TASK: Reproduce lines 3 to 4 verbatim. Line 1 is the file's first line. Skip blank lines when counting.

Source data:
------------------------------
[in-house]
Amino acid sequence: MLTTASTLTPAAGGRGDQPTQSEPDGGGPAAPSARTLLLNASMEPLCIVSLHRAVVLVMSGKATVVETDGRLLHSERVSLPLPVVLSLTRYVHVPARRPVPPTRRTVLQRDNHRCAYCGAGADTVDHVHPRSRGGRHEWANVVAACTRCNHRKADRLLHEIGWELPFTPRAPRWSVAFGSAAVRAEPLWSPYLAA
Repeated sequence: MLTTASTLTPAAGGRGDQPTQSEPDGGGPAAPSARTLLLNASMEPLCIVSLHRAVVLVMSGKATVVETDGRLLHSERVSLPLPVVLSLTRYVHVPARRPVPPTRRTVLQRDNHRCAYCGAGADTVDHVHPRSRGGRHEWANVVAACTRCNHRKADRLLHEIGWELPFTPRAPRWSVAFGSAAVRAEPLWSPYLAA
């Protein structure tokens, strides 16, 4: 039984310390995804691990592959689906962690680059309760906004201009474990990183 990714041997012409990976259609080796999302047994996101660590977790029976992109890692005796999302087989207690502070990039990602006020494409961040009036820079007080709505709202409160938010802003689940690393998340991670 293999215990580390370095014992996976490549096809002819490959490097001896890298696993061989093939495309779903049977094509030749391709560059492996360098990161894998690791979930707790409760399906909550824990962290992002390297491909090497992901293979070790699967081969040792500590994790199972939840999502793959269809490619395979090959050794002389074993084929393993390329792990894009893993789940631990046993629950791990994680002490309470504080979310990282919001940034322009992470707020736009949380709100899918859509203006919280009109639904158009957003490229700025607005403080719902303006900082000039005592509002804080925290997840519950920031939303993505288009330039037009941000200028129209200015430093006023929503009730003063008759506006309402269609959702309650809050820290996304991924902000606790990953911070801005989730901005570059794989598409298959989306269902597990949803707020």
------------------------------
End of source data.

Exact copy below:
Repeated sequence: MLTTASTLTPAAGGRGDQPTQSEPDGGGPAAPSARTLLLNASMEPLCIVSLHRAVVLVMSGKATVVETDGRLLHSERVSLPLPVVLSLTRYVHVPARRPVPPTRRTVLQRDNHRCAYCGAGADTVDHVHPRSRGGRHEWANVVAACTRCNHRKADRLLHEIGWELPFTPRAPRWSVAFGSAAVRAEPLWSPYLAA
């Protein structure tokens, strides 16, 4: 039984310390995804691990592959689906962690680059309760906004201009474990990183 990714041997012409990976259609080796999302047994996101660590977790029976992109890692005796999302087989207690502070990039990602006020494409961040009036820079007080709505709202409160938010802003689940690393998340991670 293999215990580390370095014992996976490549096809002819490959490097001896890298696993061989093939495309779903049977094509030749391709560059492996360098990161894998690791979930707790409760399906909550824990962290992002390297491909090497992901293979070790699967081969040792500590994790199972939840999502793959269809490619395979090959050794002389074993084929393993390329792990894009893993789940631990046993629950791990994680002490309470504080979310990282919001940034322009992470707020736009949380709100899918859509203006919280009109639904158009957003490229700025607005403080719902303006900082000039005592509002804080925290997840519950920031939303993505288009330039037009941000200028129209200015430093006023929503009730003063008759506006309402269609959702309650809050820290996304991924902000606790990953911070801005989730901005570059794989598409298959989306269902597990949803707020």